It is a shame, I often think to myself, that our youth are increasingly more surrounded by screens than sea, sky, and forest. This is a thought that I bet my grandad shared when I was wee, engrossed by some PlayStation game. That said, that was a small and isolated part of how I spent my time. Technology is now full-time, all-encompassing, and difficult to escape from- our mobile phones an unrelenting conduit between ourselves and the rest of the world. True presence is now a muscle that requires work, and the only way I can strengthen it is by returning to the roots I grew from, which are firmly lodged in the dirt.
Hyperactive, defiant, and notoriously unmanageable, as a child I found solace in the woods next to my home in Knockbain. I struggled to connect with people but was instinctively in tune with the natural world. Endlessly fascinated by my surroundings, I pond dipped, raised butterflies, and looked for spiders, all whilst accompanied by my best -and I thought only- friend; a cat called Kitty. During these formative years in the ‘wilds’ of the Black Isle a livelong urge to protect and advocate for wildlife was formed.
Leaving Fortrose Academy, despite having gained a C in Higher Biology not once but twice, I was determined to study a wildlife-related degree at university. This had everything to do with my childhood experiences and little to do with my education- the ecology section of the Higher Biology textbook consisted of 4 pages at the end of the book, an afterthought. My guidance teacher told me that he had never even assisted in writing a personal statement for an ecology-related degree- which is not surprising when you consider that our education system barely acknowledged the existence of the field.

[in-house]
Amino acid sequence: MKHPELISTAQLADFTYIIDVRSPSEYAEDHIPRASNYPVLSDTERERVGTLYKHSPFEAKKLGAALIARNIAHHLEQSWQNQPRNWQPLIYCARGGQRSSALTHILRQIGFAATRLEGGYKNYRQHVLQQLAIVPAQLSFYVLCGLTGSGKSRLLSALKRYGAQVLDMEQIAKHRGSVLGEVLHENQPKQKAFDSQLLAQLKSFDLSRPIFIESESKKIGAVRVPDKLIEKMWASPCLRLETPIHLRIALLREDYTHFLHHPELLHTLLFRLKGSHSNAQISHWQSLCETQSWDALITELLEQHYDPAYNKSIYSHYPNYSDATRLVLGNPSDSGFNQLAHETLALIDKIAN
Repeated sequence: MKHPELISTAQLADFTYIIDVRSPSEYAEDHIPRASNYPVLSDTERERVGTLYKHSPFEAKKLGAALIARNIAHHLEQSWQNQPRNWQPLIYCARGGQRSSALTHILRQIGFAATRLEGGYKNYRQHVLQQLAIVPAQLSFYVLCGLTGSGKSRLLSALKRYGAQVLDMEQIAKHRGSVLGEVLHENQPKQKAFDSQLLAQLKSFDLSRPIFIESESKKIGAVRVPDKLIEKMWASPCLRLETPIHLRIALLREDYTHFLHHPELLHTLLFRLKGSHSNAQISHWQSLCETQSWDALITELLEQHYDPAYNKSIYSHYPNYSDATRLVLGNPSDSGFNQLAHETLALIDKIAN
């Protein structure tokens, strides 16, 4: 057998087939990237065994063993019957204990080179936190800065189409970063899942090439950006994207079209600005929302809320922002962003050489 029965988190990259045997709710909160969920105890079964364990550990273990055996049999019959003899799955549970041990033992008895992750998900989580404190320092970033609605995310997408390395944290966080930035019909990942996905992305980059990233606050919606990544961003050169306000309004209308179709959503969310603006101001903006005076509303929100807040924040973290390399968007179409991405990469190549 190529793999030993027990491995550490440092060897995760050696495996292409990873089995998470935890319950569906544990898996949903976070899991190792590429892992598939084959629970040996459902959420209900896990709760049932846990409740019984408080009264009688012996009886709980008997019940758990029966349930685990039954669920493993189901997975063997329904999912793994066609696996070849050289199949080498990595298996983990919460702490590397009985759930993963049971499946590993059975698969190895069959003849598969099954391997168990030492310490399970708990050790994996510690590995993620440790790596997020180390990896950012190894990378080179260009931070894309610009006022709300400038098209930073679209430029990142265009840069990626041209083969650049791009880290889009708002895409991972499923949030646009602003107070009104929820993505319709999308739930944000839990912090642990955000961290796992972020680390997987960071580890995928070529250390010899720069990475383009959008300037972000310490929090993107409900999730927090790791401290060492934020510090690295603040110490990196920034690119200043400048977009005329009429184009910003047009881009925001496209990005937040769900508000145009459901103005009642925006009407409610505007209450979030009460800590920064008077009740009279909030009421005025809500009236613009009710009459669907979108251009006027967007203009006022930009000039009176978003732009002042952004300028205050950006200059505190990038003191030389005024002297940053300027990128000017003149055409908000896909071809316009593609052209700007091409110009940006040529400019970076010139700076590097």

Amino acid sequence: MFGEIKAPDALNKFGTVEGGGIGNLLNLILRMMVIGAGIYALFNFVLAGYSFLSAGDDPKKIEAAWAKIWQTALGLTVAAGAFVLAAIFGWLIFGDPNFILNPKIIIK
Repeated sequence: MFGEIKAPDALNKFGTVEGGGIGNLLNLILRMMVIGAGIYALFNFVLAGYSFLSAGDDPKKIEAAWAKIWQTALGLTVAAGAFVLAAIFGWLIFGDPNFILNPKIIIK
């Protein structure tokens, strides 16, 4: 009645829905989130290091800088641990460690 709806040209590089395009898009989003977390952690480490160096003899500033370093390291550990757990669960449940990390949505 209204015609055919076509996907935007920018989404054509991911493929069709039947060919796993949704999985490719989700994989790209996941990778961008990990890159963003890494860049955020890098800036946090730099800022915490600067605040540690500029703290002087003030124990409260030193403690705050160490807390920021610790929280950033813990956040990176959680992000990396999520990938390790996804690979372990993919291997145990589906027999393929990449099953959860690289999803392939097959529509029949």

Despite this I wrangled my way in. Surrounded by the inspiring and engaging lecturers I quickly found myself in my element and surrounded by like minded people. However, in other ways I was a fish out of water. Plucked from rural surroundings and placed amongst concrete, traffic and people with the acoustic backdrop of sirens. Luckily, the Highlands were never far from reach. It was around this time that Highland Ecology and Development took me under their wing. Summers from thereon in were spent on bat surveys, peat probing, undertaking protected species surveys and learning as much as I could from Imogen and Paul. Since then I have learned and achieved more than I ever thought I was capable of as a youngster; from working, travelling, and studying. Much has changed since I was a little girl in Knockbain pond dipping for newts, but one thing that will always remain is my love of the place that I was raised, and the way that it always finds a way to draw me back.
After my ramblings I would like to leave you with one parting note that is close to my heart:
The only way that a child will ever grow to protect nature is if you take them away from the screens and immerse them in nature. I was fortunate enough to be one of those children, and the only thing that keeps me grounded is reconnecting with her. That vexatious, unmanageable but passionate wee girl is the one who keeps me driving forward today as an ecologist come rain or shine.